I never realized how much strategy goes into angel investing until I began reading Winning Angels by David Amis and Howard Stevenson. Obviously, you have to have enough money to be able to contribute to the growth of a start-up company, but I never really thought about how much money do you need to have. This book does a good job of highlighting things to consider when trying to figure out how much capital one has and how much of that capital should be used for investing. Some of the big things to consider include your family, living expenses, and current/future income. Once you know the details of those, then you can start to think about how much of your net worth are you ok with investing with the expectation that you most likely will lose it all and still be able to support yourself and your family. I think this mindset can help entrepreneurs as well when deciding whether or not to start a business and when big financial decisions come into play.


The authors of the book also emphasize the importance of networking when it comes to sourcing potential deals. Sourcing is defined by the authors of Winning Angels as “identifying entrepreneurial projects of merit.” I found it fascinating to read about why it is important to try to invest in multiple start-ups if possible. You would think a conservative approach would involve doing one investment at a time and seeing what happens. However, the authors make the great point that most of these start-ups have a low percentage of providing big return on investment. You increase your chances of success by investing in multiple opportunities with the hopes that one or two of say 20-25 businesses strike gold. Since it is important to find a handful of viable deals to invest in, networking becomes vital for connecting angels to entrepreneurs. Building relationships within the investing world is how you can generate a constant flow of referrals of entrepreneurs looking for investors and building a reputation as a successful and supportive investor is how you increase your chances of entrepreneurs striking deals with you.


I want to end this post by emphasizing the importance of the investor-entrepreneur relationship. I think it is important for both parties to do their research into the other before striking a deal. Going into business with someone you don’t trust or that doesn’t seem to have a similar vision for the future as you is not the way to go even if they have the money you need. Both parties will ultimately lose in that situation. Networking provides a filter to this process if you will. It allows strong entrepreneurs to be referred to like-minded angel investors and vice versa via a trustworthy third party. So moral of the story is, as an investor or an entrepreneur, continue to learn, research, and meet as many people as you can so that everyone can have an increased chance of achieving success.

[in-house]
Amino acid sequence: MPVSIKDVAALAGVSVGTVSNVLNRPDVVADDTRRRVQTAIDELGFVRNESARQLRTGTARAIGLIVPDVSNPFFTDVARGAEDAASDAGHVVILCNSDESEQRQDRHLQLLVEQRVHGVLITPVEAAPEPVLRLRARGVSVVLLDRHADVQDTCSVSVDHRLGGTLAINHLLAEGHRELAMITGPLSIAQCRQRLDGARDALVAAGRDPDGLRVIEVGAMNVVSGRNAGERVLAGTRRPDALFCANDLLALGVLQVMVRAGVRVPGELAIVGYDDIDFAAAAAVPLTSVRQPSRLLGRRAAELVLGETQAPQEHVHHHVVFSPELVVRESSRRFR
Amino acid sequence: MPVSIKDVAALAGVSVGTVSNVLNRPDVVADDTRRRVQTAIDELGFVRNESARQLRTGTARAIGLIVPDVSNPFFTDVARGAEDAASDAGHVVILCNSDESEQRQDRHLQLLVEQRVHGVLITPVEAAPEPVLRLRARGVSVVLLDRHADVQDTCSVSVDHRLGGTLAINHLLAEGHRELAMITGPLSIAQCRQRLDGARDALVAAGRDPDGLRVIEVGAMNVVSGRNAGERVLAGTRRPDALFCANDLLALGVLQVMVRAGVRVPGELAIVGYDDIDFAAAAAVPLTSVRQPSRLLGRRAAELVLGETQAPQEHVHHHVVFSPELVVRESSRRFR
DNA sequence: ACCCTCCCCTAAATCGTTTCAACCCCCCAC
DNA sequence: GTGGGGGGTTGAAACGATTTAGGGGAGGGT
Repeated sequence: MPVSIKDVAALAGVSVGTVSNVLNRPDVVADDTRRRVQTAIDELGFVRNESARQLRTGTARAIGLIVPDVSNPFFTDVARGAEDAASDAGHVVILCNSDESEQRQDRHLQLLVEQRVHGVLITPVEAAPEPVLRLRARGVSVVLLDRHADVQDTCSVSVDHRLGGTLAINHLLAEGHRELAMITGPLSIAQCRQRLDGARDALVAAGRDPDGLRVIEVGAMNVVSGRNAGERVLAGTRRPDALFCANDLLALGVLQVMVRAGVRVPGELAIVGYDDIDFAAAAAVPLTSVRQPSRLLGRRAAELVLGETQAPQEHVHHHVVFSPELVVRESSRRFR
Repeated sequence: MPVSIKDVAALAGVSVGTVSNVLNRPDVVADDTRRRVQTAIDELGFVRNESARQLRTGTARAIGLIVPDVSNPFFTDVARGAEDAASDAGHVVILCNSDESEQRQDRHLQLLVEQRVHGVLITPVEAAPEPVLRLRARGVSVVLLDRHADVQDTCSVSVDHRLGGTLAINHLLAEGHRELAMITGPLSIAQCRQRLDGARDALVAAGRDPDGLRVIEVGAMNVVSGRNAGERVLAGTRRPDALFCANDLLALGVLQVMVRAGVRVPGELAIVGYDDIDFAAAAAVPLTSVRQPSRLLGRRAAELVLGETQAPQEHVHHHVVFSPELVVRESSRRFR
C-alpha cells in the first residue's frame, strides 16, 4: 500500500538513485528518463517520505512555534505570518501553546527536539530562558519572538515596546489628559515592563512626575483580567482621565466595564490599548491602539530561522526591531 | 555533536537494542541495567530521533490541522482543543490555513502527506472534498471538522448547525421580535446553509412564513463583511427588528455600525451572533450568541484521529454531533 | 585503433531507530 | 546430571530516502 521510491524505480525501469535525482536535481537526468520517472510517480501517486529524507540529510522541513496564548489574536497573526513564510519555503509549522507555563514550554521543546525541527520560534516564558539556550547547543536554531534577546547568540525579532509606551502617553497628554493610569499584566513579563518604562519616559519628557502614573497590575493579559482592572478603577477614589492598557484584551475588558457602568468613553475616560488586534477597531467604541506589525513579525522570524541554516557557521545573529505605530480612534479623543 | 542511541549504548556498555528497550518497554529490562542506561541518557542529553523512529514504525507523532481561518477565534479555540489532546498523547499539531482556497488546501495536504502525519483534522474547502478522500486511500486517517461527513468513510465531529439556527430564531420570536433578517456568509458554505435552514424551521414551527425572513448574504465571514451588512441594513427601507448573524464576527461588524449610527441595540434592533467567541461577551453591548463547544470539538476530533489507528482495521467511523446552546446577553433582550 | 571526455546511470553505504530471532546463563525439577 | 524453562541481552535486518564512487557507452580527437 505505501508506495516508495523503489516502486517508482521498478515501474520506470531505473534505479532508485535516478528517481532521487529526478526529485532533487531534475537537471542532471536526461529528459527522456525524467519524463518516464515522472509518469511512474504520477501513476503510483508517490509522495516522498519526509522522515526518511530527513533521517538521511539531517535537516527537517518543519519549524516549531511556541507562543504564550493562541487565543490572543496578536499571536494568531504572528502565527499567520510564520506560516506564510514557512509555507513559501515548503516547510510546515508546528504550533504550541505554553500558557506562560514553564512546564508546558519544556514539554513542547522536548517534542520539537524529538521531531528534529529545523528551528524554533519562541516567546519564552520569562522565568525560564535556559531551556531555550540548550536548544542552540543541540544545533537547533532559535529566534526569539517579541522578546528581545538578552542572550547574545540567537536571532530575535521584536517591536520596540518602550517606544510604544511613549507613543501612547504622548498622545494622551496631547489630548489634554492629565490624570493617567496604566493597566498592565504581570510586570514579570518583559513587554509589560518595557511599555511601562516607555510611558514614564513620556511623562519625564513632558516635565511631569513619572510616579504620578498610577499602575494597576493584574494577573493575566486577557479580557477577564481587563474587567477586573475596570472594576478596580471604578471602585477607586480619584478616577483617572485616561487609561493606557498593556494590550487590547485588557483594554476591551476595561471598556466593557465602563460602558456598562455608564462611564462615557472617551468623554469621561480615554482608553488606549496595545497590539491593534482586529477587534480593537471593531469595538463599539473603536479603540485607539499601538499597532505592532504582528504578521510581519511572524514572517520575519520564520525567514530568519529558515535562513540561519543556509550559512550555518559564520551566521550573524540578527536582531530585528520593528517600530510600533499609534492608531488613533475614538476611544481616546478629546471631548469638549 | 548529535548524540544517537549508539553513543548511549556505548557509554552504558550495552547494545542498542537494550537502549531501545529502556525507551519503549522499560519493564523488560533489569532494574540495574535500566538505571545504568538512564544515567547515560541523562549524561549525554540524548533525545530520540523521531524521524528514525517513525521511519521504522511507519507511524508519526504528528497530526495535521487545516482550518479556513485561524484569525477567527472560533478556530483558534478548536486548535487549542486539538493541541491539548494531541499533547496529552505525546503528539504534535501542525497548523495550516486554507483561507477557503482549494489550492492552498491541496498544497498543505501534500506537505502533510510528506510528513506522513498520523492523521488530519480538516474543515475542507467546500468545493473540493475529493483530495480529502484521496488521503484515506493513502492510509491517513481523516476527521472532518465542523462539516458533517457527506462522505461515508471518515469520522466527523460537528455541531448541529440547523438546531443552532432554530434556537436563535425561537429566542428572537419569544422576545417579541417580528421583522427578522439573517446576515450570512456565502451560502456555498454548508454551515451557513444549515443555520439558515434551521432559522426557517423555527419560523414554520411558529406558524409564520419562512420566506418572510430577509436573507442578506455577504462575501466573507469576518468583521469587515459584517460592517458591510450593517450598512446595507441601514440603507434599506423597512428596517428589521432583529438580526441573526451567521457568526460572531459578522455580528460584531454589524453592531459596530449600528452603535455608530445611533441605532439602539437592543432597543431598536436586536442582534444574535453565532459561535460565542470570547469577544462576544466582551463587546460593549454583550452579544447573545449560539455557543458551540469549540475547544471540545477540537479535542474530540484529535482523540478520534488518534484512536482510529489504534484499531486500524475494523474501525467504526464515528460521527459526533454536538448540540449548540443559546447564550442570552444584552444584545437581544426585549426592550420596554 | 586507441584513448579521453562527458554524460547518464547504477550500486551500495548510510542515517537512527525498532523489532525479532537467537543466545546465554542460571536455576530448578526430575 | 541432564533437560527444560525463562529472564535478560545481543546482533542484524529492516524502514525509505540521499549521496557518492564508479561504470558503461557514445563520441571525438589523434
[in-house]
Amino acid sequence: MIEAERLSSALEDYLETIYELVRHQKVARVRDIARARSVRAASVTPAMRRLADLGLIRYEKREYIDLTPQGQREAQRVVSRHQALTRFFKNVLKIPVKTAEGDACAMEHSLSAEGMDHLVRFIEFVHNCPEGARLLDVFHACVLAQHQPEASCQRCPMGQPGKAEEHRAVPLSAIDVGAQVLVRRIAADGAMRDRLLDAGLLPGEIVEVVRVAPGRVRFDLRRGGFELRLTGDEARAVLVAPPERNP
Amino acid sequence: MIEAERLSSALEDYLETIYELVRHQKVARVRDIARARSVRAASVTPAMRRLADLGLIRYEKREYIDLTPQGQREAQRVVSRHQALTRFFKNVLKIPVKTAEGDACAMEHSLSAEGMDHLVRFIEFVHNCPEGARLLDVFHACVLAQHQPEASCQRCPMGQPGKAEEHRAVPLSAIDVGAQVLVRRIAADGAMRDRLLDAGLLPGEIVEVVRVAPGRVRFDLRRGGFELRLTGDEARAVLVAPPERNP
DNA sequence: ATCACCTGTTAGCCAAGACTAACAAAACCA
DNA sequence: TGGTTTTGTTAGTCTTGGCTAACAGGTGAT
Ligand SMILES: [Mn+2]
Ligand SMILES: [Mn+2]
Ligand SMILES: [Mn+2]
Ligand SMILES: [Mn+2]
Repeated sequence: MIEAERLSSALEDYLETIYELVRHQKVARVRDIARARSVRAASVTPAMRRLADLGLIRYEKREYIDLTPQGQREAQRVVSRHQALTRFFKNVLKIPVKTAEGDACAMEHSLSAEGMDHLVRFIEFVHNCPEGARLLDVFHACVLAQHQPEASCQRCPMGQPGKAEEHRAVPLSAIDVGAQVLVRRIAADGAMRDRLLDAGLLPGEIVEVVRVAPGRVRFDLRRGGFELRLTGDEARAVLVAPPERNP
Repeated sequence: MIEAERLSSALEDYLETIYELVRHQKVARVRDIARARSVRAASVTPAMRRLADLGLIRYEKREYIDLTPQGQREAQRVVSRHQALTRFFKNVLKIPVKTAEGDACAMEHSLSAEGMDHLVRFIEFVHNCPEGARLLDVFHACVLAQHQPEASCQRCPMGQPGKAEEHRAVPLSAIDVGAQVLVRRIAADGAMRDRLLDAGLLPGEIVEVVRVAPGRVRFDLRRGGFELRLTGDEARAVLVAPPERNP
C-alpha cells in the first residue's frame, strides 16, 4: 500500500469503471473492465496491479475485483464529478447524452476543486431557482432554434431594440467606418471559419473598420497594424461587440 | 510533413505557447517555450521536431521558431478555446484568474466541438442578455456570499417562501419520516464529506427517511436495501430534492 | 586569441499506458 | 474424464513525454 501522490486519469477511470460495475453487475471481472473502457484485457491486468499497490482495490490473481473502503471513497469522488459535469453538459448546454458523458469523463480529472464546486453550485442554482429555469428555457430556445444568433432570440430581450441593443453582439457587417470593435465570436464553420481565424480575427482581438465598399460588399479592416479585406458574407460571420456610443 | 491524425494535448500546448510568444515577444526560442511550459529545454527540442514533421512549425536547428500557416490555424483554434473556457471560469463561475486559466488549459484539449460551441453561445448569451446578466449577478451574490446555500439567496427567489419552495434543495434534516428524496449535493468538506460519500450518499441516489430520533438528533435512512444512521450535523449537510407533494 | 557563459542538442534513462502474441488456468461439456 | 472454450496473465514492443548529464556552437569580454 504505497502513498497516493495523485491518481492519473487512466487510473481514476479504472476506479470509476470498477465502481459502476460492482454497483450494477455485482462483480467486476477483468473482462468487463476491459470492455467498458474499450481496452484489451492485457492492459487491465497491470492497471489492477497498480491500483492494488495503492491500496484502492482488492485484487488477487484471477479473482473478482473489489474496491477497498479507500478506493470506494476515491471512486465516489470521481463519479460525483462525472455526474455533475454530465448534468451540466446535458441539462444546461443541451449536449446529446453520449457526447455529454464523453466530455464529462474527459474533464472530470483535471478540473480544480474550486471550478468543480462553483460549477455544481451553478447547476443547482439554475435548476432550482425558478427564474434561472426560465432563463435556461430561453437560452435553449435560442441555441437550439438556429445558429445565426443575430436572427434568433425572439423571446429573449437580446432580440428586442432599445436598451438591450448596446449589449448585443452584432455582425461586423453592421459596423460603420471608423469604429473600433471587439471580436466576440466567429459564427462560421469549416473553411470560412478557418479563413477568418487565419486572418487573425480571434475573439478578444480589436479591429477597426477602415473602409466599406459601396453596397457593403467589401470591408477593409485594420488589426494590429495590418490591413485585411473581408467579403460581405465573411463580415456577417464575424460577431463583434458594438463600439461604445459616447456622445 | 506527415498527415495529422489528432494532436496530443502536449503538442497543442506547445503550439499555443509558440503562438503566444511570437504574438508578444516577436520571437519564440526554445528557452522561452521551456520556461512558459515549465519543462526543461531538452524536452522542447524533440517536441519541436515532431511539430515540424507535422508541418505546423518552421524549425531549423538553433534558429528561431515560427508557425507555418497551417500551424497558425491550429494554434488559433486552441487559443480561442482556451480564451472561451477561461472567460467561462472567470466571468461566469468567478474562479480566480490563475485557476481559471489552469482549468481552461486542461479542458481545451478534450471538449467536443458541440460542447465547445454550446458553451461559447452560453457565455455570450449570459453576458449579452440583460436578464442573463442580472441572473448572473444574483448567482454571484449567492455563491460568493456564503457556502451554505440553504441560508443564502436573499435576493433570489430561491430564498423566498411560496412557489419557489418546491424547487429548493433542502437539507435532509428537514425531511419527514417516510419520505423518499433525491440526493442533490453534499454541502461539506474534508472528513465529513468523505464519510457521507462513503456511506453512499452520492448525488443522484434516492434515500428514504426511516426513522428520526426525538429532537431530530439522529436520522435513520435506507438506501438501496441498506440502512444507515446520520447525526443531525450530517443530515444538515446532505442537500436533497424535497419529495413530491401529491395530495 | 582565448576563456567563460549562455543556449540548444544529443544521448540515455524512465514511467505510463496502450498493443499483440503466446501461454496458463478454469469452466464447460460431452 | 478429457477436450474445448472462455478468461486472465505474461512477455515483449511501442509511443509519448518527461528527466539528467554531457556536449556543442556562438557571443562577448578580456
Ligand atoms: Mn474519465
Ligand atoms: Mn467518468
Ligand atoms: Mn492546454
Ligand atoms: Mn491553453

4 thoughts on “Angel Investing: Sourcing

  1. Hi Zach,

    Great post and very insightful. I completely agree with you on that last point. I think as an entrepreneur, I would probably typically jump in “feet first” if someone offered me a large sum of money to invest, so it would be very important to research the investor well in order to avoid any misunderstandings or failures. The aspect of networking is so important, as it will give both parties an opportunity to vet the candidates for those positions. Founding projects of merit is only one part of the equation. Finding investors who are trustworthy and have a vision in line with what you are doing is equally important.



  2. Victoria Price says:


    I really enjoyed your post, you were very insightful into a lot of the points raised. I also thought that being conservative with investing numbers would have been the smart move rather than investing into so many in the hopes of one doing very well for the greater return. I also agree that networking is one of the biggest, most important parts of starting a business and even going through life in general. Building human capital is crucial to success when starting a venture, as is researching those you are making potential partnerships with so someone doesn’t make a decision that could later be harmful to their business.

    Great read,
    Victoria Price

  3. Hey Zach,

    My two biggest takeaways from the sourcing chapters were from an angel investor standpoint, to focus on one or two industries, and to build a trustworthy network within the industries that interest you the most. These strategies will help investors and entrepreneurs save time and, as you said, filter through other opportunities that could be bad opportunities.

    Another benefit mentioned from networking was referrals, which in many cases are like gold because, more than likely, a referral is coming from someone you know is successful and trustworthy.

    I enjoyed your reflection and looked forward to reading some more!


    Stokes Warren

  4. Zach:

    I also found the exercises at the beginning of the book insightful. I quickly came to realize that right now; I am not a good candidate for angel investing. Maybe one day that will change! I also agree with your comments on the importance of networking. Networking can benefit you no matter what you do in life. I’ve found that it can be uncomfortable at first but gets easier the more effort one puts into it. Angel investors and entrepreneurs would do well in taking the time to build a strong network.


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